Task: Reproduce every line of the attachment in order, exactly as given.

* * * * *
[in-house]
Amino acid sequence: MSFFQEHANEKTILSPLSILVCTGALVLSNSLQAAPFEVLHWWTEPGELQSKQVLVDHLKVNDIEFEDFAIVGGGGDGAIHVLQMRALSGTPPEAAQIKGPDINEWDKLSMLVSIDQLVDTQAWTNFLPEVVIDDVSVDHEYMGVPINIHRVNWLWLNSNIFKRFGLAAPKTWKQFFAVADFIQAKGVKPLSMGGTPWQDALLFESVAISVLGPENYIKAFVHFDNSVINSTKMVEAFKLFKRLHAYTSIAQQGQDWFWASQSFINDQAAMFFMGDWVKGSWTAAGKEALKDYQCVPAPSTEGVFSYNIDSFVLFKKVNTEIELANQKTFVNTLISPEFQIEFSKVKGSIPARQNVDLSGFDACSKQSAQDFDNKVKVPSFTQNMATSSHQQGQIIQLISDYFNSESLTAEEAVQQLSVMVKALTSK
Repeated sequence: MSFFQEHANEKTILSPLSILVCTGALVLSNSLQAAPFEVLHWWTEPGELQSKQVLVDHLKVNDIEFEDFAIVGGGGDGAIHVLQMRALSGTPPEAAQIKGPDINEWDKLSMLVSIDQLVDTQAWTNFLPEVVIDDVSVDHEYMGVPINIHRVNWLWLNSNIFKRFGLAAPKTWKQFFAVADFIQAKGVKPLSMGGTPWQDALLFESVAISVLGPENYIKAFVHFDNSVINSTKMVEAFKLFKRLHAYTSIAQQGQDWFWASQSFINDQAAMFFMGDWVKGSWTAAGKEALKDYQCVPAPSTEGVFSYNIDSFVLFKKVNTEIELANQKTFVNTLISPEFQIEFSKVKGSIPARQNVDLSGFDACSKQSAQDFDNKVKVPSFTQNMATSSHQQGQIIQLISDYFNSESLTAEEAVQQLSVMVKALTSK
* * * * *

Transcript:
[in-house]
Amino acid sequence: MSFFQEHANEKTILSPLSILVCTGALVLSNSLQAAPFEVLHWWTEPGELQSKQVLVDHLKVNDIEFEDFAIVGGGGDGAIHVLQMRALSGTPPEAAQIKGPDINEWDKLSMLVSIDQLVDTQAWTNFLPEVVIDDVSVDHEYMGVPINIHRVNWLWLNSNIFKRFGLAAPKTWKQFFAVADFIQAKGVKPLSMGGTPWQDALLFESVAISVLGPENYIKAFVHFDNSVINSTKMVEAFKLFKRLHAYTSIAQQGQDWFWASQSFINDQAAMFFMGDWVKGSWTAAGKEALKDYQCVPAPSTEGVFSYNIDSFVLFKKVNTEIELANQKTFVNTLISPEFQIEFSKVKGSIPARQNVDLSGFDACSKQSAQDFDNKVKVPSFTQNMATSSHQQGQIIQLISDYFNSESLTAEEAVQQLSVMVKALTSK
Repeated sequence: MSFFQEHANEKTILSPLSILVCTGALVLSNSLQAAPFEVLHWWTEPGELQSKQVLVDHLKVNDIEFEDFAIVGGGGDGAIHVLQMRALSGTPPEAAQIKGPDINEWDKLSMLVSIDQLVDTQAWTNFLPEVVIDDVSVDHEYMGVPINIHRVNWLWLNSNIFKRFGLAAPKTWKQFFAVADFIQAKGVKPLSMGGTPWQDALLFESVAISVLGPENYIKAFVHFDNSVINSTKMVEAFKLFKRLHAYTSIAQQGQDWFWASQSFINDQAAMFFMGDWVKGSWTAAGKEALKDYQCVPAPSTEGVFSYNIDSFVLFKKVNTEIELANQKTFVNTLISPEFQIEFSKVKGSIPARQNVDLSGFDACSKQSAQDFDNKVKVPSFTQNMATSSHQQGQIIQLISDYFNSESLTAEEAVQQLSVMVKALTSK